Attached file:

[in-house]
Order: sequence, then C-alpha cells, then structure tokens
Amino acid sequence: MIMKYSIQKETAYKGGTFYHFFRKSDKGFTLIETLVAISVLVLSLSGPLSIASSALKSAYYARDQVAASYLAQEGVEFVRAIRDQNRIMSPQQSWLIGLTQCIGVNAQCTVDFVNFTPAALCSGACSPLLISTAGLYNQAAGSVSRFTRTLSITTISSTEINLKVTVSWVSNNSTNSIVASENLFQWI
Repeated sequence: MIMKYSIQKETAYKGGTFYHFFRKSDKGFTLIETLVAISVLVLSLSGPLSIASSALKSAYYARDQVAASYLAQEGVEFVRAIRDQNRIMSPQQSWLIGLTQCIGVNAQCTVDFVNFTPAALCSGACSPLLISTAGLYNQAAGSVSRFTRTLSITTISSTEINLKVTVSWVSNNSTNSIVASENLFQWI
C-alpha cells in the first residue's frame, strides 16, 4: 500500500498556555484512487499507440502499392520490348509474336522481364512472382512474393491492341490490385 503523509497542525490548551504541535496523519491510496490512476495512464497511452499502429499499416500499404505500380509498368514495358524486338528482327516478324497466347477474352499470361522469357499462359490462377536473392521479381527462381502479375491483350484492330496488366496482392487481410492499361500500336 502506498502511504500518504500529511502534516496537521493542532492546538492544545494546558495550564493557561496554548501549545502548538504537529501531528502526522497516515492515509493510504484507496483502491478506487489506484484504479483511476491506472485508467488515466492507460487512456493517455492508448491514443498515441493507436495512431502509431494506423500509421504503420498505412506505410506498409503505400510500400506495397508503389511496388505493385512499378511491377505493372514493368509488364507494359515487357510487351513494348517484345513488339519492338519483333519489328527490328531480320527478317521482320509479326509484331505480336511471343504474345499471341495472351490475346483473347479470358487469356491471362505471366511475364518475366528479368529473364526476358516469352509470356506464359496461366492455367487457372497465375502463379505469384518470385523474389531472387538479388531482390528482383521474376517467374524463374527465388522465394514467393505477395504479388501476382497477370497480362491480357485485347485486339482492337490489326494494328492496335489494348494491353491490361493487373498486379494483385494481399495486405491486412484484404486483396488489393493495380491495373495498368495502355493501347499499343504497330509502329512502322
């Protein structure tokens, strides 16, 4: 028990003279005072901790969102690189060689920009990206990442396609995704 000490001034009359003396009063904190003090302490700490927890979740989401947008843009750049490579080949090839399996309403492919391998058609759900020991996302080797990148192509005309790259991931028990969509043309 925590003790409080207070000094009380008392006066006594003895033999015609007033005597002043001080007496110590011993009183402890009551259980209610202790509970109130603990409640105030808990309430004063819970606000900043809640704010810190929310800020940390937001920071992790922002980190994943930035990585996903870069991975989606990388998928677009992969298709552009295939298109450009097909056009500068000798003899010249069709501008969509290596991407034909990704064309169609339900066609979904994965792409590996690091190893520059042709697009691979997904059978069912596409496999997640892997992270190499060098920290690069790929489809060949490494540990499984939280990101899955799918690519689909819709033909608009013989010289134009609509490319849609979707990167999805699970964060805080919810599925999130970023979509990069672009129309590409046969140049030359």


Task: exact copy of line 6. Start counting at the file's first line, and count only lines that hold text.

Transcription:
């Protein structure tokens, strides 16, 4: 028990003279005072901790969102690189060689920009990206990442396609995704 000490001034009359003396009063904190003090302490700490927890979740989401947008843009750049490579080949090839399996309403492919391998058609759900020991996302080797990148192509005309790259991931028990969509043309 925590003790409080207070000094009380008392006066006594003895033999015609007033005597002043001080007496110590011993009183402890009551259980209610202790509970109130603990409640105030808990309430004063819970606000900043809640704010810190929310800020940390937001920071992790922002980190994943930035990585996903870069991975989606990388998928677009992969298709552009295939298109450009097909056009500068000798003899010249069709501008969509290596991407034909990704064309169609339900066609979904994965792409590996690091190893520059042709697009691979997904059978069912596409496999997640892997992270190499060098920290690069790929489809060949490494540990499984939280990101899955799918690519689909819709033909608009013989010289134009609509490319849609979707990167999805699970964060805080919810599925999130970023979509990069672009129309590409046969140049030359």